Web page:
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Gaillard in Deaf America: A Portrait of the Deaf Community, 1917

Henri Gaillard

Bob Buchanan, Editor

From the Introduction

Bob Buchanan

Our understanding of the culture, contributions, and history of this nation�s deaf community has grown greatly over the past thirty years. This is due in no small measure to an increasingly varied collection of popular as well as academic works in fiction and nonfiction. Many of these books have chronicled the origins and growth of the deaf community during the late nineteenth century or depicted contemporary issues in areas such as education, the arts, and public life. These efforts have enriched deaf studies, broadened the emerging field of disability history, and helped us better understand the distinctive and common experiences of this country�s diverse communities of citizens.[1]

Amid these academic and popular advances, however, works by deaf authors that have surveyed the deaf community and American society at large have been extremely uncommon. Gaillard in Deaf America is just such a welcomed exception. In it, Henri Gaillard, a French deaf activist and leader, offers an engaging account of his travels to the United States during the summer of 1917 that is certain to delight and inform readers interested in the deaf community and mainstream society.

An adroit writer with a sharp memory, a perceptive eye, and an engaging personality, Gaillard composed an insightful journal that recounts his visit with the American deaf community. For three months, Gaillard, accompanied by French colleagues Jean Olivier, Edmond Pilet, and Eugene Graff, traveled up and down the east coast and into the Midwest.[2] They visited schools and colleges, social clubs and conventions, private residences and workplaces, meeting both deaf leaders and ordinary adults. Beginning in Hartford, Gaillard and company traveled to metropolitan New York, Buffalo, Akron, Pittsburgh, Philadelphia, and Washington D.C., where they were welcomed by their deaf colleagues.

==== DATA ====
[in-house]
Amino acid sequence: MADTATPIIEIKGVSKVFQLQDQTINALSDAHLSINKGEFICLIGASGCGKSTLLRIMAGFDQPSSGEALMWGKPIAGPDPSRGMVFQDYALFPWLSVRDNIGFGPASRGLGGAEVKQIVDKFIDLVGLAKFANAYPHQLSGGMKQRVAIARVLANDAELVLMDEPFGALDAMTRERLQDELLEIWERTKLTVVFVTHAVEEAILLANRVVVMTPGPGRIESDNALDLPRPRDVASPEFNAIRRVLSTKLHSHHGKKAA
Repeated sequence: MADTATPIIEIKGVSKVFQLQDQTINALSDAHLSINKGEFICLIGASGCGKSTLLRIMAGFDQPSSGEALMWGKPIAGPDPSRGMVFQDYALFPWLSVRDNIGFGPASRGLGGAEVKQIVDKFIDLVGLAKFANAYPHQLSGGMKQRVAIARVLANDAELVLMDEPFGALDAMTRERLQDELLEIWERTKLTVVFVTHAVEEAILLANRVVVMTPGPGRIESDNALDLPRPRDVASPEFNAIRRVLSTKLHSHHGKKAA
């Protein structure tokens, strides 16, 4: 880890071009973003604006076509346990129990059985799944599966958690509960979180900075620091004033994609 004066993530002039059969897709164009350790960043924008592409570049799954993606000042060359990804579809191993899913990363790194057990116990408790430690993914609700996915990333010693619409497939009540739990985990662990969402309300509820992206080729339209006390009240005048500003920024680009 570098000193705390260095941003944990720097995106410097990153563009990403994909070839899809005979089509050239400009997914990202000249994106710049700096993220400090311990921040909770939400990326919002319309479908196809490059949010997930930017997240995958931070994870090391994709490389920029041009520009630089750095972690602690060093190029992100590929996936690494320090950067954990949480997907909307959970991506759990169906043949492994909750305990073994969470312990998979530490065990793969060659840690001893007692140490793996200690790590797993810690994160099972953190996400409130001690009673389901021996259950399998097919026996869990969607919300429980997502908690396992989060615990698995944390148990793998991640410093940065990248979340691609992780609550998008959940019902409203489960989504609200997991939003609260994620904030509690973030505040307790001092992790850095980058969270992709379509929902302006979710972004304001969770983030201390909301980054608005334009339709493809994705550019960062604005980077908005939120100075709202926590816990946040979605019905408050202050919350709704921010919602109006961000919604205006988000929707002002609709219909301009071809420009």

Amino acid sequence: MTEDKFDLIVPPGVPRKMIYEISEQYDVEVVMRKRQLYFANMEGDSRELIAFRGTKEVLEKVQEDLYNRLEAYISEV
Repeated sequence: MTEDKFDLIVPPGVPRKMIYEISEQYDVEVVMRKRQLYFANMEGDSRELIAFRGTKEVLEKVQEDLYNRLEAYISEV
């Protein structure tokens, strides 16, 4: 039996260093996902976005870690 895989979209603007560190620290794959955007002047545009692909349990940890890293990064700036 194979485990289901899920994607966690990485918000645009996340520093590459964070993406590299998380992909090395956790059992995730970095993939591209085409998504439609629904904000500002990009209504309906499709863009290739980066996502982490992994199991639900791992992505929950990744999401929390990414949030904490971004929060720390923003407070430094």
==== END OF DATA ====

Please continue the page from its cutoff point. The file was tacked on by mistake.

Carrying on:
Gaillard was more than an astute chronicler of the deaf community; he was also a perceptive student of American culture and life. Although he was most intent on conveying the ideas and institutions of the deaf community, his account also brims with engaging sketches of the wider world. The careful reader will not help but notice that some of his portrayals, while representative of the early twentieth century, are now understood to be inaccurate, and even troubling. His stereotypical representation of Jews as frugal business leaders comes to mind, as does his frequent depiction of Germans as �Huns.� Beyond these shortcomings, however, Gaillard also deftly draws the reader into the perils and delights of rural and urban life in the formative years of the past century. Whether worrying about the dangers of automobiles that careen about at the dizzying speed of sixty miles per hour, marveling at dazzling new skyscrapers, or decrying the decline of once pristine rivers now darkened by industrial soot, Gaillard remains an accomplished and inviting storyteller. This is his journal.